Politics America's forgotten crisis
Did Ted Cruz's Cancun trip distract from the biggest political failure in Texas?
Unless you have been living on another planet for the last few weeks, you know that Texas Sen. Ted Cruz (R) went to Cancun -- for a day -- while his state was in the grips of extreme cold weather and massive failure of its power grid. © Lynda M. Gonzalez/Pool//Getty Images Texas Gov. Greg Abbott announces the reopening of more Texas businesses during the Covid-19 pandemic at a press conference at the Texas State Capitol in Austin on Monday, May 18, 2020. Cruz's terrible judgment -- and weak attempt to explain that poor judgment -- drew national (and international) headlines.
If parents understand one thing, it's the importance of multi-tasking. Each day, parents are faced with a to-do list - getting Timmy to his soccer game, ensuring all the household chores are done, and making sure a meal is on the table when everyone gets home. During the Covid-19 pandemic many families have added balancing working and schooling from home to that list. In the face of a crisis, resilient families have been forced to balance all of these priorities. Why can't Congress do the same?
America is suffering from two epidemics: COVID-19 and substance abuse. Yet, Congress has virtually ignored the overdose crisis over the last year. With people isolated from their family and loved ones, massive job losses, and increased economic uncertainty, many people are anxious and are at risk of turning towards drugs and alcohol as a method to escape.
Gone but not forgotten: Minimum wage raise still creates problems for White House
Democrats hoping to raise the federal minimum wage can still cause headaches for President Biden, despite a ruling preventing the hike from being tucked in a sweeping coronavirus spending package. © Provided by Washington Examiner The setback late Thursday was a blow for liberal Democrats led by Sen. Bernie Sanders, the Vermont socialist who has been agitating for the minimum wage to be raised from $7.25 to $15 over five years as part of the spending bill.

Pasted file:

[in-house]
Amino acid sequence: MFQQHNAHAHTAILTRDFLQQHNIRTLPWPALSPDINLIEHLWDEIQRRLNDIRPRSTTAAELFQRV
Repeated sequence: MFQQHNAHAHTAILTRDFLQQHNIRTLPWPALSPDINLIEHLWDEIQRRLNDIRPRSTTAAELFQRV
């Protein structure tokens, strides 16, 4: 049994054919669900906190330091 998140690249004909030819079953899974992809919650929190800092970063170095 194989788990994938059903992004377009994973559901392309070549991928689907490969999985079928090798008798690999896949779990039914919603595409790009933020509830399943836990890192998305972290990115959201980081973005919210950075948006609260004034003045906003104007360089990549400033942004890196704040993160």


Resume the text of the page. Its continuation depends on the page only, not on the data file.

Even before the pandemic, overdose deaths increased by 18 percent nationwide. Last year alone, overdose and drug death rates spiked in places like Alleghany County, Md., where overdose deaths rose by 111 percent. In my hometown of Wheeling, there was a 55 percent increase in drug-related deaths. This is no coincidence.
In the early days of the pandemic, Congress was focused on providing the tools to fight the public health crisis - developing a vaccine, expanding testing, and ensuring a supply of PPE - as well as providing relief for families and businesses hurt by the economic fallout.
A year later, there are several COVID vaccines available and millions of Americans are getting vaccinated each week. Thanks to this unprecedented effort, America appears to be turning a corner, with cases, hospitalizations, and deaths falling. The same can't be said for the overdose epidemic.
Democrats Show Their Hypocrisy on 'America First' | Opinion
America's interests should be pursued through hard-nosed diplomacy backed by American power. But if it's done at the expense of our allies and to the benefit of our adversaries, it's hard to see how this administration's approach is not the pursuit of a myopic "America First" worldview that Democrats have been decrying for four years.Jonathan Schanzer is senior vice president for research at Foundation for Defense of Democracies, where Mark Dubowitz is chief executive officer. Follow them on Twitter: @JSchanzer and @MDubowitz.The views expressed int his article are the writers' own.
Last year around 400,000 people died from COVID and around. That equates to 480,000 people who unnecessarily lost their lives.